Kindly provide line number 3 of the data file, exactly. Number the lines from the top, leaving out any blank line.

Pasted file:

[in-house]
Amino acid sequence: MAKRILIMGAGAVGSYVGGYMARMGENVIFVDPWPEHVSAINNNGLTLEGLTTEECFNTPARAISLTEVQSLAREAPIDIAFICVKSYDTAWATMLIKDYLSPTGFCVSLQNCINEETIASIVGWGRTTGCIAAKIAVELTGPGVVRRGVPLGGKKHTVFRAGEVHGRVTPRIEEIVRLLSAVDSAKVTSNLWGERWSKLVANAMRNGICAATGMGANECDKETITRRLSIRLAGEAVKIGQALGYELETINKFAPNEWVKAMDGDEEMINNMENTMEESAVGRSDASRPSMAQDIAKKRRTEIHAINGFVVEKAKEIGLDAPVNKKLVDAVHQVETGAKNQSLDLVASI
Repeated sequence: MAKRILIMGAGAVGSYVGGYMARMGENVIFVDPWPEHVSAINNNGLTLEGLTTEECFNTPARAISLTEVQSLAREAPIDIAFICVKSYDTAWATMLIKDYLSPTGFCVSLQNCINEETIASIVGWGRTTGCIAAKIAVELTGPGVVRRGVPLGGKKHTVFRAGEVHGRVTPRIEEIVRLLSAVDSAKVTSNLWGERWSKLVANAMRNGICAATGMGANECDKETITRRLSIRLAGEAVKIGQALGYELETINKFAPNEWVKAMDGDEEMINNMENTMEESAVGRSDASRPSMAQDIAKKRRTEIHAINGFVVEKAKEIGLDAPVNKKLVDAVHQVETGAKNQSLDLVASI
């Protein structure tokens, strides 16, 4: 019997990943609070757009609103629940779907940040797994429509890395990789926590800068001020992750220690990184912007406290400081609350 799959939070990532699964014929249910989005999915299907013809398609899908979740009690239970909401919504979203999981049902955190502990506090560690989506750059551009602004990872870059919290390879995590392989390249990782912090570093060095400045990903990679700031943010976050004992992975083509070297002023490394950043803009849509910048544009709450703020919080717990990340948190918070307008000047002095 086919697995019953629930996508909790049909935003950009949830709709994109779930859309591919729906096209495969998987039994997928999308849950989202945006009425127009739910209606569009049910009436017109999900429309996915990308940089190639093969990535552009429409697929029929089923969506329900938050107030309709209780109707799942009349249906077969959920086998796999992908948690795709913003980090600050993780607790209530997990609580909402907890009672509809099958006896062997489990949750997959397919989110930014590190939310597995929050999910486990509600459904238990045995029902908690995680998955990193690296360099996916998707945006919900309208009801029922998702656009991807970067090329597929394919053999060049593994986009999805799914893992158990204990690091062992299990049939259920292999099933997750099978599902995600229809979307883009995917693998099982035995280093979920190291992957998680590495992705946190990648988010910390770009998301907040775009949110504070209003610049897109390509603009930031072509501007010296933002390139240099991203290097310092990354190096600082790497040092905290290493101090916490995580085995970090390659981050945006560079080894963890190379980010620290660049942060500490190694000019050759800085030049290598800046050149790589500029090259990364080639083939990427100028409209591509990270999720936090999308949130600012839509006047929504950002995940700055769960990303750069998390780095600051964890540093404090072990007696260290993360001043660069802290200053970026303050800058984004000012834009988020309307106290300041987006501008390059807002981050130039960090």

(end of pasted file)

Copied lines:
Repeated sequence: MAKRILIMGAGAVGSYVGGYMARMGENVIFVDPWPEHVSAINNNGLTLEGLTTEECFNTPARAISLTEVQSLAREAPIDIAFICVKSYDTAWATMLIKDYLSPTGFCVSLQNCINEETIASIVGWGRTTGCIAAKIAVELTGPGVVRRGVPLGGKKHTVFRAGEVHGRVTPRIEEIVRLLSAVDSAKVTSNLWGERWSKLVANAMRNGICAATGMGANECDKETITRRLSIRLAGEAVKIGQALGYELETINKFAPNEWVKAMDGDEEMINNMENTMEESAVGRSDASRPSMAQDIAKKRRTEIHAINGFVVEKAKEIGLDAPVNKKLVDAVHQVETGAKNQSLDLVASI